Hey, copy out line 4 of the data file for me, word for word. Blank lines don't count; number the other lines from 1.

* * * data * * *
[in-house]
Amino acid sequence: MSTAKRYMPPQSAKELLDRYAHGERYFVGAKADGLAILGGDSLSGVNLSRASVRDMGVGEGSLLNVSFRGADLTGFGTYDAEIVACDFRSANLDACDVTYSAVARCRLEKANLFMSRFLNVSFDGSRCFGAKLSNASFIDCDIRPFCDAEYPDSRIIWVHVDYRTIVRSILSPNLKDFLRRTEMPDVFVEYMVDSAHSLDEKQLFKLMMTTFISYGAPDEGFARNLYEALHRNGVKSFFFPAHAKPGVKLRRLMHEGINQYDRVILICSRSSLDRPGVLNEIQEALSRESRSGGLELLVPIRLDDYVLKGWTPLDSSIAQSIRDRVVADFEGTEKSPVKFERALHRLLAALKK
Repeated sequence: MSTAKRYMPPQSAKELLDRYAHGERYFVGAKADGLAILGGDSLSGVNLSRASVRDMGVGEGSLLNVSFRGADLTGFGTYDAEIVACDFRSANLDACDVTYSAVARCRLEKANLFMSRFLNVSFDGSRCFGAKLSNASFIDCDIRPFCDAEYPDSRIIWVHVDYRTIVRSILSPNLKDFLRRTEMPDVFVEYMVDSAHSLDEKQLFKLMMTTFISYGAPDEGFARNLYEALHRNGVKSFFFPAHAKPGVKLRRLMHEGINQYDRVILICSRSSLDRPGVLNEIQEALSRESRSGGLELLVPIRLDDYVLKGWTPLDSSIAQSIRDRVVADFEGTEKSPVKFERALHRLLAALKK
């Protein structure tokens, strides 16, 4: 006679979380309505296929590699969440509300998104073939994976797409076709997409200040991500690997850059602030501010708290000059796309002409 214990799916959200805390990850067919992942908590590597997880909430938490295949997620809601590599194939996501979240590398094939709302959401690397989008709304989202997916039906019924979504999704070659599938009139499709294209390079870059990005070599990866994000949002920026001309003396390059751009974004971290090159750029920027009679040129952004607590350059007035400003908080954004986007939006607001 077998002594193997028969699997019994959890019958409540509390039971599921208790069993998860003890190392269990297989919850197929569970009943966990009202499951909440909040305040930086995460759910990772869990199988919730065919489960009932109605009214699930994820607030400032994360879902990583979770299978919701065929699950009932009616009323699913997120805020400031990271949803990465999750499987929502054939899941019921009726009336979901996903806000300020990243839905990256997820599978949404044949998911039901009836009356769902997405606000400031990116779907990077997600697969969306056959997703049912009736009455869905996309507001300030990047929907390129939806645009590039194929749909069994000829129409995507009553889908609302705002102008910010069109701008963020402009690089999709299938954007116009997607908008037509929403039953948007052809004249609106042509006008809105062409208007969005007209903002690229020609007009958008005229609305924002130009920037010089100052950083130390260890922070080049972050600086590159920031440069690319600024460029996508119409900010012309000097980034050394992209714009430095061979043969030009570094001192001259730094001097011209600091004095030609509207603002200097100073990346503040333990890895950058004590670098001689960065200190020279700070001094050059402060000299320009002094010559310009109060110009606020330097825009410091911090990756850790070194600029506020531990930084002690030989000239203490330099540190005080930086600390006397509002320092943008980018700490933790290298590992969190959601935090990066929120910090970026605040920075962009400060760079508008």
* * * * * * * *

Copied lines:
């Protein structure tokens, strides 16, 4: 006679979380309505296929590699969440509300998104073939994976797409076709997409200040991500690997850059602030501010708290000059796309002409 214990799916959200805390990850067919992942908590590597997880909430938490295949997620809601590599194939996501979240590398094939709302959401690397989008709304989202997916039906019924979504999704070659599938009139499709294209390079870059990005070599990866994000949002920026001309003396390059751009974004971290090159750029920027009679040129952004607590350059007035400003908080954004986007939006607001 077998002594193997028969699997019994959890019958409540509390039971599921208790069993998860003890190392269990297989919850197929569970009943966990009202499951909440909040305040930086995460759910990772869990199988919730065919489960009932109605009214699930994820607030400032994360879902990583979770299978919701065929699950009932009616009323699913997120805020400031990271949803990465999750499987929502054939899941019921009726009336979901996903806000300020990243839905990256997820599978949404044949998911039901009836009356769902997405606000400031990116779907990077997600697969969306056959997703049912009736009455869905996309507001300030990047929907390129939806645009590039194929749909069994000829129409995507009553889908609302705002102008910010069109701008963020402009690089999709299938954007116009997607908008037509929403039953948007052809004249609106042509006008809105062409208007969005007209903002690229020609007009958008005229609305924002130009920037010089100052950083130390260890922070080049972050600086590159920031440069690319600024460029996508119409900010012309000097980034050394992209714009430095061979043969030009570094001192001259730094001097011209600091004095030609509207603002200097100073990346503040333990890895950058004590670098001689960065200190020279700070001094050059402060000299320009002094010559310009109060110009606020330097825009410091911090990756850790070194600029506020531990930084002690030989000239203490330099540190005080930086600390006397509002320092943008980018700490933790290298590992969190959601935090990066929120910090970026605040920075962009400060760079508008």